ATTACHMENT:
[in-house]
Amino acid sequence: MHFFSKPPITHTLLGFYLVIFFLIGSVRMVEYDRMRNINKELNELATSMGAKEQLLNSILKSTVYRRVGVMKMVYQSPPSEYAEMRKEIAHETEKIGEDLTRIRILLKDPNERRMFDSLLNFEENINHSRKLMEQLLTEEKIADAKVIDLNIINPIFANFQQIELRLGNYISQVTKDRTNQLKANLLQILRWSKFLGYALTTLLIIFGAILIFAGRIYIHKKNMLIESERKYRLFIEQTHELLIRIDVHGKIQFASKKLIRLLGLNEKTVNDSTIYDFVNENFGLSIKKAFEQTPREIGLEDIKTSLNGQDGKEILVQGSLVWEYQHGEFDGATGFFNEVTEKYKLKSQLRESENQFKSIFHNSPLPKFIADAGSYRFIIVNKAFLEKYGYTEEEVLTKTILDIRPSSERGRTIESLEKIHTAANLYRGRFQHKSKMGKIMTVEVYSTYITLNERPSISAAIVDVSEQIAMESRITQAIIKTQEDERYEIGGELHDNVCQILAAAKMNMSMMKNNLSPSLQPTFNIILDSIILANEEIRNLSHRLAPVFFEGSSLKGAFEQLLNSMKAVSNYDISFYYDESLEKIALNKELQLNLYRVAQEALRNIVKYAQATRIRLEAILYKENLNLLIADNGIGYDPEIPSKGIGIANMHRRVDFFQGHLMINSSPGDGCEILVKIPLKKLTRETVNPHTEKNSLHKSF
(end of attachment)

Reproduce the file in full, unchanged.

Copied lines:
[in-house]
Amino acid sequence: MHFFSKPPITHTLLGFYLVIFFLIGSVRMVEYDRMRNINKELNELATSMGAKEQLLNSILKSTVYRRVGVMKMVYQSPPSEYAEMRKEIAHETEKIGEDLTRIRILLKDPNERRMFDSLLNFEENINHSRKLMEQLLTEEKIADAKVIDLNIINPIFANFQQIELRLGNYISQVTKDRTNQLKANLLQILRWSKFLGYALTTLLIIFGAILIFAGRIYIHKKNMLIESERKYRLFIEQTHELLIRIDVHGKIQFASKKLIRLLGLNEKTVNDSTIYDFVNENFGLSIKKAFEQTPREIGLEDIKTSLNGQDGKEILVQGSLVWEYQHGEFDGATGFFNEVTEKYKLKSQLRESENQFKSIFHNSPLPKFIADAGSYRFIIVNKAFLEKYGYTEEEVLTKTILDIRPSSERGRTIESLEKIHTAANLYRGRFQHKSKMGKIMTVEVYSTYITLNERPSISAAIVDVSEQIAMESRITQAIIKTQEDERYEIGGELHDNVCQILAAAKMNMSMMKNNLSPSLQPTFNIILDSIILANEEIRNLSHRLAPVFFEGSSLKGAFEQLLNSMKAVSNYDISFYYDESLEKIALNKELQLNLYRVAQEALRNIVKYAQATRIRLEAILYKENLNLLIADNGIGYDPEIPSKGIGIANMHRRVDFFQGHLMINSSPGDGCEILVKIPLKKLTRETVNPHTEKNSLHKSF